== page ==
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Hate On Islamabad Temple Shows Why Pakistani Hindu Refugees Fear To Practice Their Faith Even In India

  • The deep-rooted hatred in the Islamic country’s majority population for Hindu culture and practices, is why Hindu families keep coming to India in droves.
  • The ongoing controversy around a proposed temple in Pakistan’s capital city Islamabad is only the latest manifestation of this hatred.

Swati Goel SharmaJul 09, 2020, 05:00 AM | Updated Jul 18, 2023, 02:08 PM IST
A temple at a refugee camp at Signature Bridge, New Delhi/picture provided by Sudhanshu Singh

A temple at a refugee camp at Signature Bridge, New Delhi/picture provided by Sudhanshu Singh


Pakistani Hindu refugees in India don’t keep idols at home. The small temples they set up inside their mud or tarpaulin shanties have framed pictures of Hindu gods and their kuladevtas.


A home temple in Adarsh Nagar refugee camp

“They take away idols and break them,” Imiya Devi, resident of a refugee camp in New Delhi, told this correspondent.

Imiya, 23, lived in Sawan Nakhrach Sarithi village in Umerkot in Pakistan’s Sindh province, before moving to India in March 2015 with her family. They now live in a refugee camp in Bhati Mines village near Chattarpur.


“Even a small temple such as this is not allowed there. We had a beautiful temple of Kalka Bhawani, but Mussalmans broke it and threw the idols into a well,” said Imiya.

Insaaniyat kam hai wahan par [there is not much humanity there],” she added.


In the same colony, Anil, who also hails from Umerkot, told this correspondent that during Holi, women would reprimand their children into playing with colours only within the boundary of their colony. "If the colour as much as touched a Muslim, there would be a riot-like situation,” he said.

On Diwali, they wouldn’t burn crackers as Muslims objected to the noise, he said.

The deep-rooted hatred in the Islamic country’s majority population for Hindu culture and practices, and hence Hindu lives, is why such families keep coming to India in droves, after selling their possessions for a pittance.

The ongoing controversy around a proposed temple in Pakistan’s capital city Islamabad is only the latest manifestation of this hatred.

Construction of the temple – the first ever in Islamabad - started last week after government clearances, but had to be halted following fierce opposition from religious leaders and civil society. Residents have taken to social media to threaten the tiny Hindu community and warn the Imran Khan government of bloodbath.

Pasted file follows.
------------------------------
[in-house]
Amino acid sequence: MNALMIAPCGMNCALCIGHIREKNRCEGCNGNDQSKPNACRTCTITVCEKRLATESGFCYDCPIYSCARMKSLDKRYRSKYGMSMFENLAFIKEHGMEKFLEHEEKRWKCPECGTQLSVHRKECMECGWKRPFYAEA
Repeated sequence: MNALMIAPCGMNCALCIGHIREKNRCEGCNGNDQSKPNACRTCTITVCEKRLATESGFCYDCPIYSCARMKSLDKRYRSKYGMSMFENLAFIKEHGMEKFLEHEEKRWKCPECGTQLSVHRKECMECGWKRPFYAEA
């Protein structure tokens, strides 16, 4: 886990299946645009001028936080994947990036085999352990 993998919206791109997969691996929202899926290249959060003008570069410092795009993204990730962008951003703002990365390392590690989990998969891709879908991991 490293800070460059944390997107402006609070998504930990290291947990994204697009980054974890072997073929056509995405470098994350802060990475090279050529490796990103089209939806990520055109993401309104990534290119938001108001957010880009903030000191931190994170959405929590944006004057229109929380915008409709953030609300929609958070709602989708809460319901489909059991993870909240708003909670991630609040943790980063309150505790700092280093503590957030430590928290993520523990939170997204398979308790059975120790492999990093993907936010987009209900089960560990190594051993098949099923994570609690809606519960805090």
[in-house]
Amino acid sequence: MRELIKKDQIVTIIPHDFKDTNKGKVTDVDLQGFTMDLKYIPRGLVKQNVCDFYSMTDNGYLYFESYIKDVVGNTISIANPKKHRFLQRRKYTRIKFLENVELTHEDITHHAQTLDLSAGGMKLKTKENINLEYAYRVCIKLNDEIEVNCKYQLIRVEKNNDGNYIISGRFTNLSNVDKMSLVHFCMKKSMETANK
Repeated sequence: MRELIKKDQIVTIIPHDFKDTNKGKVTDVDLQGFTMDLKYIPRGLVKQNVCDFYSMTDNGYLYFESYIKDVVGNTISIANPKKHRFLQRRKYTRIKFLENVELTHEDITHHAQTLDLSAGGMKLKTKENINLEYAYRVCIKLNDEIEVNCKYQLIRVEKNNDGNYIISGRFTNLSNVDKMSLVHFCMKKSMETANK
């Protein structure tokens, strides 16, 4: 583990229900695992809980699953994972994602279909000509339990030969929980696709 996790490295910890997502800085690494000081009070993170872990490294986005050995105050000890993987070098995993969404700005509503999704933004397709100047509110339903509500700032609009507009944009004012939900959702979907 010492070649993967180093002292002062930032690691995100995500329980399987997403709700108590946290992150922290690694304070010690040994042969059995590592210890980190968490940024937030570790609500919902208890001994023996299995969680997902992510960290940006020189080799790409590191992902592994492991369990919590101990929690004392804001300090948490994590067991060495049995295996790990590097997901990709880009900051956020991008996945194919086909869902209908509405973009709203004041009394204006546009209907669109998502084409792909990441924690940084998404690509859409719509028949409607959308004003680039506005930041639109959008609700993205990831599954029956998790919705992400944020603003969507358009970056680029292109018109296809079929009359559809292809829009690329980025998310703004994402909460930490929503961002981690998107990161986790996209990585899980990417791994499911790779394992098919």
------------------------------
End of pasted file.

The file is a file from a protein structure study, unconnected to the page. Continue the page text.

A cleric, addressing his followers, is seen saying that if the government goes ahead with its plan to build a temple, the Pakistanis would chop their heads and throw it outside the temple to feed stray dogs.

A Tik Tok user has posted a video of his little son warning Imran Khan that if he indeed builds the temple, he would kill “each and every” Hindu.


A man – who introduces himself as a Pakistani living in Canada – is seen at the site supporting such vandalism, bad-mouthing “kaafirs” and asking aloud if Narendra Modi is funding the temple.

Hari Om Sahu, an activist who has been helping with rehabilitation of Pakistani Hindu migrants in north Delhi for more than eight years, told this correspondent that such events are regular in Pakistan, only that they don’t come to light as most happen in rural Pakistan, particularly Sindh.

“Most refugees come from Sindh. They tell us similar tales all the time, of local Muslims desecrating or demolishing temples or opposing their repair. It’s because this incident has happened in a city, that it’s being talked about,” Sahu says.

Sahu said he visited a refugee camp in Adarsh Nagar on Tuesday (7 July) and many residents knew about the Islamabad temple issue.

“No one is surprised,” he says.

Sahu says that when he began to work with the refugees, he observed that they avoid any public or community celebrations, and don’t attempt to build common places of worship.

The camp now has an idol of Hanuman installed near the entrance, which he says the residents were ecstatic about when it came up. The refugees followed it up with installation of Indian flags all over the camp which, says Sahu, is also an expression of freedom for them.

A community temple at a refugee camp in northeast Delhi

Sudhanshu Singh, who has been working for Pakistani Hindu refugees for several years through his organisation Humanitarian Aid International (HAI), told this correspondent that he has observed that the community avoids big temples. “There is inherent fear of such structures,” he says.

Singh says that at the camp he is currently working for - at northeast Delhi’s Signature Bridge – residents have installed a Shiva-linga and idols of their deities, which left him pleasantly surprised.

This camp is relatively new - about a year old. This camp too houses migrants from Sindh.

“They made a temple as they realised they could enjoy religious freedom in India, which was a distant dream for them in Pakistan,” says Singh.


This freedom in India, however, is not guaranteed anymore, the refugees feel. Violent protests by the Muslim community across India against the CAA, the long, dramatic demonstration against the CAA at Shaheen Bagh, and the communal riots in New Delhi have unnerved them.

Sahu told this correspondent, “You know how tough are the conditions in India for them. They live in jhuggis without electricity and water, even in this scorching heat. All these years, they have kept their morale up citing newfound freedom. Not anymore,” he says.

The persecution they have lived in Pakistan, is threatening to knock at their doors in India.

Yet, they know they can’t go anywhere other than India. This is their only hope, their only potential home. All they want is to become rightful citizens of India.

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